such as Lily Tomlin and Julia Sweeney) who was related by marriage to U.S. president John Quincy Adams; and many others. Among the photos that George shot on Hollywood movie lots, you'll even see a few taken in (gasp!) color (such as it was in the '40s, at any rate).
Following an unsettling series of photos of George W. Bush, one gets to the heart of this collection, which contains nearly 700 photos produced by George Lacks. Many of them are duplicates of the images available at Google Images. On the downside, low marks to Getty for its ungenerously-sized photo enlargements; its watermark, which is more intrusive (and, in my opinion, less handsome) than the LIFE Magazine watermark; and its search engine, which attempts to break the collection down by category but sometimes produces laughable results, as noted above. Cf. George Lacks at Getty Images
George Lacks Posters at AllPosters.com: Contains 27 of the best photos from mid-1940s China, as well as the photo of Richard Nixon resuming his law practice, all available as posters in a wide variety of sizes and photographic media.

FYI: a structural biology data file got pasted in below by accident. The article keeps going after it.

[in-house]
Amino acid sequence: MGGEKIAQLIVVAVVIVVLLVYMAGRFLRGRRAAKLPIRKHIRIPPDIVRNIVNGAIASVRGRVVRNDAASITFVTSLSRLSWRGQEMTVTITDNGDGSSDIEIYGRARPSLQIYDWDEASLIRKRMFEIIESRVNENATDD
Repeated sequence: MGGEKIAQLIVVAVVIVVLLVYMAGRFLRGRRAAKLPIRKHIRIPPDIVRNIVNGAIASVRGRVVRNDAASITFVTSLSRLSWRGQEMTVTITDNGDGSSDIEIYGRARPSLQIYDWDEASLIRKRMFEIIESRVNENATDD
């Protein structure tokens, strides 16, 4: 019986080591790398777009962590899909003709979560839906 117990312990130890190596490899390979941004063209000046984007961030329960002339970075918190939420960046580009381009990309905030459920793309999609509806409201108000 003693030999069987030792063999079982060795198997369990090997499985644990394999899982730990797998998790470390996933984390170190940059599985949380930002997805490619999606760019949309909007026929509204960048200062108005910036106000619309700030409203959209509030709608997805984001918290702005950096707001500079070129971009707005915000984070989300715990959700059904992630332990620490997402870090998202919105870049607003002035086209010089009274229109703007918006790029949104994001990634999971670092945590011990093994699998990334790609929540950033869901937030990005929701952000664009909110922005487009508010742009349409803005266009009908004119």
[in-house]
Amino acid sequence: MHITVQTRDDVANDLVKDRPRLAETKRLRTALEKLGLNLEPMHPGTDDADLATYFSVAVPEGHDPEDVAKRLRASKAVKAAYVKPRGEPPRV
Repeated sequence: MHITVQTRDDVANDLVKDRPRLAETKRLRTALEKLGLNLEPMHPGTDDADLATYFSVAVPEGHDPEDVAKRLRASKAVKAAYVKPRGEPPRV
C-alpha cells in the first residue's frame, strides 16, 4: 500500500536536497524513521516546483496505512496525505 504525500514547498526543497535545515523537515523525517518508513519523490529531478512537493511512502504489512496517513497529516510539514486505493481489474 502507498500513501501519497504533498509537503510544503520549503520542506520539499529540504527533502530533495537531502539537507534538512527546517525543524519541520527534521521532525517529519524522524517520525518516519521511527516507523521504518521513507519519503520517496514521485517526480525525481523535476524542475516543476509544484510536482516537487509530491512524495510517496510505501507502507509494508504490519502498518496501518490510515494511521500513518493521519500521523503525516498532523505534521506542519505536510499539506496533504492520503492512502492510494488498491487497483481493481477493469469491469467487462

USC Digital Library: Contains two photos taken by George on February 26, 1958. Both show Samuel Sansone of the Los Angeles Examiner handing out National Press Photographers Association awards to two Superior Court Judges, Kenneth E. Morrison of Santa Ana, and Stanley Mosk of Los Angeles. From the Los Angeles Examiner Negatives Collection, consisting of approximately 215,000 4x5-inch negatives from the Los Angeles Examiner newspaper, all produced between 1950 and 1961. The USC Digital Library notes that this collection forms part of the Hearst Collection, and was a gift from the Los Angeles Herald Examiner Division of the Hearst Corporation in 1978.